By Anthony Ferrara
City Council member Helen Rosenthal chided the Department of Education on Wednesday night for not explaining more about the reasoning behind its plans to rezone elementary schools on the Upper West Side. The city has floated three plans for rezoning the schools, to reduce overcrowding and add racial, ethnic and economic diversity, but they’ve been met with skepticism and anger by some parents.
“Everyone has been giving diversity lip service and that’s unacceptable to me,” Helen Rosenthal said. “They [the DOE officials] need to make the case that diversity is something that is worth getting, which of course we all believe, and why from an educational point of view,” she added. She said she is “not in support of any of these [rezoning] scenarios.”
State assembly member Linda Rosenthal also found fault in the DOE’s process. She chastised the DOE for zoning 165 and 185 West End Avenue for PS 191, instead of zoning it for PS 199 like the other Lincoln Towers buildings.
“Regarding the school that is to be ready for September 2017 [the new school on 61st and West End, slated to become the new home of PS 191], we know nothing about that school,” she said. “It’s another case of ‘Trust me’ “I’ve been saying this to the DOE since I got into office 10 years ago, the way you estimate who goes to what school is wrong. DOE, we don’t forget. I am livid, and I know everyone who has a hand in this process, so don’t think you can pull the wool over their eyes. They are too smart for that.”
Parents from Lincoln Towers and other higher-end buildings in the district are anxious about sending their children to PS 191, which educates many of the children from the Amsterdam Houses project. Its test scores are lower than the city average and it was designated “persistently dangerous,” though that designation has been overturned. PS 191 principal Lauren Keville spoke at the meeting asking parents to consider the school. “I urge you to actually come see our school and see the wonderful things that are happening for our kids. There are a lot of misconceptions, and I think it’s important that you actually come up to the school and talk to our parents and see the success that we were having.”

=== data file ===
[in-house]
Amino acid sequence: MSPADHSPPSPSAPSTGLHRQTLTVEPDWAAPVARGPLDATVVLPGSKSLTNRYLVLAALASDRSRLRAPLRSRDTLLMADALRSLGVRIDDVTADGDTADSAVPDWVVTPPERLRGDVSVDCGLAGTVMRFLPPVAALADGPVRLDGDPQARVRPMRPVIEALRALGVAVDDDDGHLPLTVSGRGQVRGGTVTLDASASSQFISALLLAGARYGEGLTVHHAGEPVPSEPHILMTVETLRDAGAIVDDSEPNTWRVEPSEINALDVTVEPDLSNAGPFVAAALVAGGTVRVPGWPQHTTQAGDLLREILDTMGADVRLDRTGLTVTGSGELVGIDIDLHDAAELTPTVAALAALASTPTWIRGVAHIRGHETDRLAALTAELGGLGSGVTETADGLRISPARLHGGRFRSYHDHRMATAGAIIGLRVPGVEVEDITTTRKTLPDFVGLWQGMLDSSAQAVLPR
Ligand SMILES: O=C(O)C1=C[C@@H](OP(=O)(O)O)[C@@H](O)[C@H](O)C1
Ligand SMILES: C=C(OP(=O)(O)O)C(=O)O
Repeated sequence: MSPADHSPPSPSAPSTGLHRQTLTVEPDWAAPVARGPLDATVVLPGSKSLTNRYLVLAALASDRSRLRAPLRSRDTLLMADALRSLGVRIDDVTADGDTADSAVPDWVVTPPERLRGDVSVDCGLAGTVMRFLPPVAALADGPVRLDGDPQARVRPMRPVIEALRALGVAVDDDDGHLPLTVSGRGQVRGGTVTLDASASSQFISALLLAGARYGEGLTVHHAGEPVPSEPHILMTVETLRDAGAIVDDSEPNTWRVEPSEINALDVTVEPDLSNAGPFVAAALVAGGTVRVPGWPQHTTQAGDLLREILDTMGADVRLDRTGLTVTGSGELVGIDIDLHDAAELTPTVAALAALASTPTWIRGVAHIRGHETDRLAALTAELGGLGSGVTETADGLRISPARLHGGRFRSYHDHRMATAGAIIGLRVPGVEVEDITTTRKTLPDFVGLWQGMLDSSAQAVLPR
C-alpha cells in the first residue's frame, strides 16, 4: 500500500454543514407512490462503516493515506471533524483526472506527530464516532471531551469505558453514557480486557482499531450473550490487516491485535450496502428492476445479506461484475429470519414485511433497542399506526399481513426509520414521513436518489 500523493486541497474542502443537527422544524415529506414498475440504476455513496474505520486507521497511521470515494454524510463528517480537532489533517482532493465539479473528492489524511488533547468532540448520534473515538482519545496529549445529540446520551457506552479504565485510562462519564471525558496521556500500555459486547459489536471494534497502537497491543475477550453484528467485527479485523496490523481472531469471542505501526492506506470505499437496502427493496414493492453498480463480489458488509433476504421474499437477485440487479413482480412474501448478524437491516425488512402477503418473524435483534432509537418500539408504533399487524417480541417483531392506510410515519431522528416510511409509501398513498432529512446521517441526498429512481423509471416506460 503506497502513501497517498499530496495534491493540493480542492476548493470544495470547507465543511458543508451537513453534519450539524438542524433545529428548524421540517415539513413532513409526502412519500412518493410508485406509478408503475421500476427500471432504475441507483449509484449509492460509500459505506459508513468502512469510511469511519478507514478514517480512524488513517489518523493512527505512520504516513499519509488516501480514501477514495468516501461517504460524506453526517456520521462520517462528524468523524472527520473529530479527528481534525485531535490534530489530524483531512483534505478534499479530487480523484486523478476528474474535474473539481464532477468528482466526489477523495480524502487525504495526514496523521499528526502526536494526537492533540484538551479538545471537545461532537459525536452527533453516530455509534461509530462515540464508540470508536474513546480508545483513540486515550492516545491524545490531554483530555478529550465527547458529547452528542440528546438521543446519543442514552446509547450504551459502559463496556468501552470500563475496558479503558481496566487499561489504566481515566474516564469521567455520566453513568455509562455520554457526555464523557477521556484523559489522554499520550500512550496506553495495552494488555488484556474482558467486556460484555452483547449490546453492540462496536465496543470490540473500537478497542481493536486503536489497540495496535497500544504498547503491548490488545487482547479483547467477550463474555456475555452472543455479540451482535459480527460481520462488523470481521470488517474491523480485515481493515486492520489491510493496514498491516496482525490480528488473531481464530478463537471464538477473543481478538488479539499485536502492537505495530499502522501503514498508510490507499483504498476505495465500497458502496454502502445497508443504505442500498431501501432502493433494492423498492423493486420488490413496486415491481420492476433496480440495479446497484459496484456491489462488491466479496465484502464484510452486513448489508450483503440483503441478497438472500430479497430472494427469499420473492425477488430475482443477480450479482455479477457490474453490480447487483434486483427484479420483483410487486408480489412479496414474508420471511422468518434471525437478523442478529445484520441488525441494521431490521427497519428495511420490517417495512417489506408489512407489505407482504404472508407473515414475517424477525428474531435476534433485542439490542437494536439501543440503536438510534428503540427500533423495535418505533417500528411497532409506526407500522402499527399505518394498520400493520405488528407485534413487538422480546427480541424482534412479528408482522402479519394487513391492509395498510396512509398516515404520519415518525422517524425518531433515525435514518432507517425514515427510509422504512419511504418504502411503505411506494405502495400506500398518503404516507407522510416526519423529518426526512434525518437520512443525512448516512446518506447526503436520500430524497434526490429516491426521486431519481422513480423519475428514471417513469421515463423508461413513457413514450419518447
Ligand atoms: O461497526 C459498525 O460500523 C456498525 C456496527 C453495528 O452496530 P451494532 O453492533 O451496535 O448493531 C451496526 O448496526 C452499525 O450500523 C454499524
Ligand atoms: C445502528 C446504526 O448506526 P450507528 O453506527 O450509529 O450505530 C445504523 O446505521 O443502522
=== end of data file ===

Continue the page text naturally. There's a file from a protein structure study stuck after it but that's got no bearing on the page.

One parent who lives near 191 said in an interview that he wouldn’t send his kids there until “they graduate the bad eggs.”
DOE officials and school board (CEC3) members had little patience for the agitated crowd at times. CEC3 President Joe Fiordaliso even asked for “no criticism of the board.”
But when the third re-zoning map was finally unveiled, it was tough to hold back the criticism. Immediately, the crowd grumbled. The map on the screen “looks like something from Google maps,” a parent who wanted to be referred to as “W” said. Next, a voice from the audience yelled out, “Where are the street numbers?” which were absent from the handout. Board member DJ Sheppard said “Quiet! Next council member, please!”
Board member Noah Gotbaum said “This is all well and good, but where did you come up with the numbers for the redistricting of 165 & 185? Where are the dollars coming from? Which school is getting these dollars & how can you estimate your re-zoning budgets, when one of the buildings in the district hasn’t sold a single unit?”
“We’ll get back to you,” said Sarah Turchin, director of planning at the Department of Education.
“How does re-zoning 165 & 185 WEA relieve any problems with diversity, overpopulation, or money, when we are only talking about the movement of 5 or 6 children?” Linda Rosenthal asked. “Does that appeal to cries of diversity? How? The people of the Upper West Side are not stupid, and you should know they want the same data you are using!” This was met with raucous approval.
When parent Michael Ferrante left the meeting, and was asked why, he just said, “It’s just the same old stuff. I’m done & putting my kids in parochial school next year.”
Senator Brad Hoylman was next, berating the board, saying “You better have proof to back up your reasons for this. We need the data, and you are not giving us any to support your reasoning.” This was met with a round of applause as well.
The crowd had dwindled by the time the audience got to speak, but the speakers who remained continued to question the plans. “We moved from Harlem to 200 Riverside Blvd, in order to have access to PS 199, only to find out that his children were now slated for P.S. 191, which is less than one year removed from the most dangerous list?” said Ziv Arazi. “Why is that? What is your reasoning, do you know how many children are even in our building?”
As the crowd dispersed after the meeting, a father said “It looks like we’ve done a 360, we’re back to square one.”
Photos by Anthony Ferrara.
Correction: One of the quotes initially attributed to Helen Rosenthal was actually said by Linda Rosenthal. We’ve also corrected a section of Helen Rosenthal’s quote.